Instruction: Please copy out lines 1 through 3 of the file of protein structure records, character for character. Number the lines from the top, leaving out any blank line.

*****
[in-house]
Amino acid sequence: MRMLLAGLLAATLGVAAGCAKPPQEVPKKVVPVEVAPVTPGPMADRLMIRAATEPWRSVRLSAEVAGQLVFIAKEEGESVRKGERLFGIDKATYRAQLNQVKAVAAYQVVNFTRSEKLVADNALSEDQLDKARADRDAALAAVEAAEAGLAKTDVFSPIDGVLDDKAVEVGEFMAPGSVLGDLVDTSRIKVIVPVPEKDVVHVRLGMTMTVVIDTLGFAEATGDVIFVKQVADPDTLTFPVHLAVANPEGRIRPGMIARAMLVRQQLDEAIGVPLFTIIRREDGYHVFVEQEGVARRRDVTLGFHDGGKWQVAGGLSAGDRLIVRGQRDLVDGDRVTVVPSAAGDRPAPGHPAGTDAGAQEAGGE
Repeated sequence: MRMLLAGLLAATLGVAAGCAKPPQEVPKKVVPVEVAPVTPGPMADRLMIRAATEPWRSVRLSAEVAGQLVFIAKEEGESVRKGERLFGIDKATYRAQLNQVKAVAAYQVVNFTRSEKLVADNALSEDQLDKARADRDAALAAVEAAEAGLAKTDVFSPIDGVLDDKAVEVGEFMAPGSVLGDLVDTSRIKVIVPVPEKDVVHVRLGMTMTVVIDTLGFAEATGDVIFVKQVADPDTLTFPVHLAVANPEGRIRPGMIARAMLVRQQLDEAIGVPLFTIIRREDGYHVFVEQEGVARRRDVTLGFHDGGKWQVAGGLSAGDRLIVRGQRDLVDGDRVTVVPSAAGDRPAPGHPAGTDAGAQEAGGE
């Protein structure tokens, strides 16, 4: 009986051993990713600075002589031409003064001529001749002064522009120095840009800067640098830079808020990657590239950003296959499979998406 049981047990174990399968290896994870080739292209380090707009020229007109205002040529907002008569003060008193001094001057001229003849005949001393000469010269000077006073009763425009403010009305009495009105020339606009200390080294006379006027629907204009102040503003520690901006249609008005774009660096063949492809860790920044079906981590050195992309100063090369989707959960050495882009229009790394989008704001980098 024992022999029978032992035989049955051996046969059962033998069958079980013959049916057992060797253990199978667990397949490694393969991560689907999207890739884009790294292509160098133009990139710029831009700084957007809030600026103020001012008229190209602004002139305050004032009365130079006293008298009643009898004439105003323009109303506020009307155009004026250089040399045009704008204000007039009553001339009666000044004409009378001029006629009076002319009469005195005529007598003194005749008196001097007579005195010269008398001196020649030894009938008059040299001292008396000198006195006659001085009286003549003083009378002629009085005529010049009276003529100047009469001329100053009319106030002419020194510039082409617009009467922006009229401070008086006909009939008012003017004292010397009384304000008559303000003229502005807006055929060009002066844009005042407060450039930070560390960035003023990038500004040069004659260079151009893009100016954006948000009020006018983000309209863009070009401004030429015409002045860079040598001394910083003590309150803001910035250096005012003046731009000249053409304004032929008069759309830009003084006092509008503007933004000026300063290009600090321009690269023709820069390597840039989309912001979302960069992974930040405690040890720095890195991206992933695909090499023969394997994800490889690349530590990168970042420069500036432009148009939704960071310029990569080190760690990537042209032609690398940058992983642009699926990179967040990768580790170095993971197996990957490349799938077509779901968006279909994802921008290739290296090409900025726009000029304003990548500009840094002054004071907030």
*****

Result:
[in-house]
Amino acid sequence: MRMLLAGLLAATLGVAAGCAKPPQEVPKKVVPVEVAPVTPGPMADRLMIRAATEPWRSVRLSAEVAGQLVFIAKEEGESVRKGERLFGIDKATYRAQLNQVKAVAAYQVVNFTRSEKLVADNALSEDQLDKARADRDAALAAVEAAEAGLAKTDVFSPIDGVLDDKAVEVGEFMAPGSVLGDLVDTSRIKVIVPVPEKDVVHVRLGMTMTVVIDTLGFAEATGDVIFVKQVADPDTLTFPVHLAVANPEGRIRPGMIARAMLVRQQLDEAIGVPLFTIIRREDGYHVFVEQEGVARRRDVTLGFHDGGKWQVAGGLSAGDRLIVRGQRDLVDGDRVTVVPSAAGDRPAPGHPAGTDAGAQEAGGE
Repeated sequence: MRMLLAGLLAATLGVAAGCAKPPQEVPKKVVPVEVAPVTPGPMADRLMIRAATEPWRSVRLSAEVAGQLVFIAKEEGESVRKGERLFGIDKATYRAQLNQVKAVAAYQVVNFTRSEKLVADNALSEDQLDKARADRDAALAAVEAAEAGLAKTDVFSPIDGVLDDKAVEVGEFMAPGSVLGDLVDTSRIKVIVPVPEKDVVHVRLGMTMTVVIDTLGFAEATGDVIFVKQVADPDTLTFPVHLAVANPEGRIRPGMIARAMLVRQQLDEAIGVPLFTIIRREDGYHVFVEQEGVARRRDVTLGFHDGGKWQVAGGLSAGDRLIVRGQRDLVDGDRVTVVPSAAGDRPAPGHPAGTDAGAQEAGGE